Pathology of the Pleura and Mediastinum

2018 Edition
| Editors: Timothy Craig Allen, Saul Suster

Atypical Thymoma

  • David SusterEmail author
  • Paul VanderLaan
Reference work entry


Epithelial-rich thymoma; Epithelial thymoma; Squamoid thymoma; Well-differentiated thymic carcinoma; WHO type B3 thymoma


Atypical thymoma is defined as a moderately differentiated thymic epithelial neoplasm that retains some of the organotypical features of differentiation of the thymus combined with mild to moderate cytologic atypia. These tumors are roughly equivalent to the type B3 thymoma in the WHO classification schema. The tumors are composed of round to polygonal or oval to spindle-shaped epithelial cells with scattered immature lymphocytes.

Atypical thymomas are a tumor of adults occurring between the ages of 14 and 78 with an average age of 45–50 years; as of yet, no discernible sex predilection has been observed. Like other thymic tumors, patients tend to present either asymptomatically or with symptoms related to mass effect of the tumor on adjacent mediastinal structures, such as chest pain, cough, or dyspnea. Rarely, these tumors have been associated...

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References and Further Reading

  1. Inoue, M., Starostik, P., & Zettl, A. (2003). Correlating genetic aberrations with World Health Organization-defined histology and stages across the spectrum of thymomas. Cancer Research, 63, 3708–3718.PubMedGoogle Scholar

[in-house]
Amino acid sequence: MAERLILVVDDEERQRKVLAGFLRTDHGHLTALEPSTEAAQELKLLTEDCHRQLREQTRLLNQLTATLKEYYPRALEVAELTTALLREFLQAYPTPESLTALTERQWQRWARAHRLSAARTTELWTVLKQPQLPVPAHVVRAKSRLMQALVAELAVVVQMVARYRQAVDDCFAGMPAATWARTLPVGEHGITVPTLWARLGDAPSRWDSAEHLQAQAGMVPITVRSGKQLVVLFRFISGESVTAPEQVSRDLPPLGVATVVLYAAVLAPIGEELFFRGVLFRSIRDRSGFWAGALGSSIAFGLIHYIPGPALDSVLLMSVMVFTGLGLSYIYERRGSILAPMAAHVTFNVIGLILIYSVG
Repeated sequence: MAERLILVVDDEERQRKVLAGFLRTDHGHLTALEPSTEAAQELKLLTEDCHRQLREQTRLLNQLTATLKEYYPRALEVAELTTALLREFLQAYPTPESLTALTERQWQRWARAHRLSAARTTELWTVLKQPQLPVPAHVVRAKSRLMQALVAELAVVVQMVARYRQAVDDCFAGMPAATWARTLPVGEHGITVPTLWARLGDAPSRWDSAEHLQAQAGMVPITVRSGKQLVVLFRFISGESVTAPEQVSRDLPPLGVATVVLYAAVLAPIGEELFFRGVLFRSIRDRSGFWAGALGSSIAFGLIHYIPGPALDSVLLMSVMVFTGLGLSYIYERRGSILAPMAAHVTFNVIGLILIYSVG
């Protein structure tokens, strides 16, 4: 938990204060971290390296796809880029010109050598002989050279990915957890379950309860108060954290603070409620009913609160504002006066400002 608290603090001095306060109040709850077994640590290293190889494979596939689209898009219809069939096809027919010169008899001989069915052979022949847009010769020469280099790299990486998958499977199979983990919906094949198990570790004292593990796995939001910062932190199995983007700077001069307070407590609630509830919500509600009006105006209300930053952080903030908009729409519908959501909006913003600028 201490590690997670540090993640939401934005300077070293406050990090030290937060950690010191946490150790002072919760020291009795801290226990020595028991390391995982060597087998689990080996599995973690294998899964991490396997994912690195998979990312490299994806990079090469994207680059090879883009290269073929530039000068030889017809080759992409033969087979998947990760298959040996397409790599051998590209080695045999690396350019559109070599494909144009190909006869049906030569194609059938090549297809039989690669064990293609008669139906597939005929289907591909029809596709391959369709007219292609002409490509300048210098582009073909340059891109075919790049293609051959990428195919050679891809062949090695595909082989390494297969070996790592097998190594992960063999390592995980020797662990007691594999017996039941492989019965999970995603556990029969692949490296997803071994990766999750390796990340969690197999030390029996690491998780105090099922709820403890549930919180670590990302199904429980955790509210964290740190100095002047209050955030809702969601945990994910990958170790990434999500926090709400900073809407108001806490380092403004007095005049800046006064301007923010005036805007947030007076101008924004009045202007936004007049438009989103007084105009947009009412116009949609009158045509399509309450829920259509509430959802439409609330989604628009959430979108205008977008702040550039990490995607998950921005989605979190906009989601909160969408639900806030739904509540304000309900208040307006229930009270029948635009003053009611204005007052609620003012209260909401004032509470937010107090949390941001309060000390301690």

2. Okumura, M., Ohta, M., Tateyama, H., Tada, H., Eimoto, T., Matsuda, H., & Masaoka, A. (2002). The world health organization histologic classification system reflects the oncologic behavior of thymoma: A clinical study of 273 patients. Cancer, 94, 624–632.CrossRefPubMedGoogle Scholar
  3. Suster, S., & Moran, C. A. (1996). Primary thymic epithelial neoplasms with combined features of thymoma and thymic carcinoma: A clinicopathologic study of 22 cases. American Journal of Surgical Pathology, 20, 1469–1480.CrossRefPubMedGoogle Scholar
  4. Suster, S., & Moran, C. A. (1999). Thymoma, atypical thymoma and thymic carcinoma. A novel conceptual approach to the classification of neoplasms of thymic epithelium. American Journal of Clinical Pathology, 111, 826–833.CrossRefPubMedGoogle Scholar
  5. Suster, S., & Moran, C. A. (2009). The mediastinum. In N. Weidner, R. Cote, S. Suster, & L. Weiss (Eds.), Modern surgical pathology (2nd ed., Vol. 1, pp. 454–516). Philadelphia: Saunders Elsevier.CrossRefGoogle Scholar
  6. Travis, W. D., Brambilla, E., Burke A. P., Marx A., & Nicholson A. G. (Eds.). (2015). WHO classification of tumours of the lung, pleura, thymus and heart. Lyon: IARC Press 4th ed.Google Scholar

Copyright information

© Springer International Publishing AG, part of Springer Nature 2018

Authors and Affiliations

  1. 1.Beth Israel Deaconess Medical Center and Harvard Medical SchoolBostonUSA